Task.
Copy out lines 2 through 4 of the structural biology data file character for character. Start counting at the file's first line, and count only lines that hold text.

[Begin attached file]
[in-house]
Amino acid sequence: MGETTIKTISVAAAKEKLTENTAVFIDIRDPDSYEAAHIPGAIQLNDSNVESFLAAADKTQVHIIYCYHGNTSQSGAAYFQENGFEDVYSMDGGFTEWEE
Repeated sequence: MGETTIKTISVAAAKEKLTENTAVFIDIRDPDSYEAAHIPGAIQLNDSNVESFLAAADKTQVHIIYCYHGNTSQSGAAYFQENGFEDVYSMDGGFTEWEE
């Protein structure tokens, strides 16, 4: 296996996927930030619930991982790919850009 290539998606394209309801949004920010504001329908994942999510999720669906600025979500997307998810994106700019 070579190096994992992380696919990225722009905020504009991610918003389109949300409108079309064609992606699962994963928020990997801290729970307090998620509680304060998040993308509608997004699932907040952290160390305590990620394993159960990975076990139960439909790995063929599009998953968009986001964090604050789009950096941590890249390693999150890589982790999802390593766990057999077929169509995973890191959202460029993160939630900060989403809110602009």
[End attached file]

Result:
Amino acid sequence: MGETTIKTISVAAAKEKLTENTAVFIDIRDPDSYEAAHIPGAIQLNDSNVESFLAAADKTQVHIIYCYHGNTSQSGAAYFQENGFEDVYSMDGGFTEWEE
Repeated sequence: MGETTIKTISVAAAKEKLTENTAVFIDIRDPDSYEAAHIPGAIQLNDSNVESFLAAADKTQVHIIYCYHGNTSQSGAAYFQENGFEDVYSMDGGFTEWEE
């Protein structure tokens, strides 16, 4: 296996996927930030619930991982790919850009 290539998606394209309801949004920010504001329908994942999510999720669906600025979500997307998810994106700019 070579190096994992992380696919990225722009905020504009991610918003389109949300409108079309064609992606699962994963928020990997801290729970307090998620509680304060998040993308509608997004699932907040952290160390305590990620394993159960990975076990139960439909790995063929599009998953968009986001964090604050789009950096941590890249390693999150890589982790999802390593766990057999077929169509995973890191959202460029993160939630900060989403809110602009």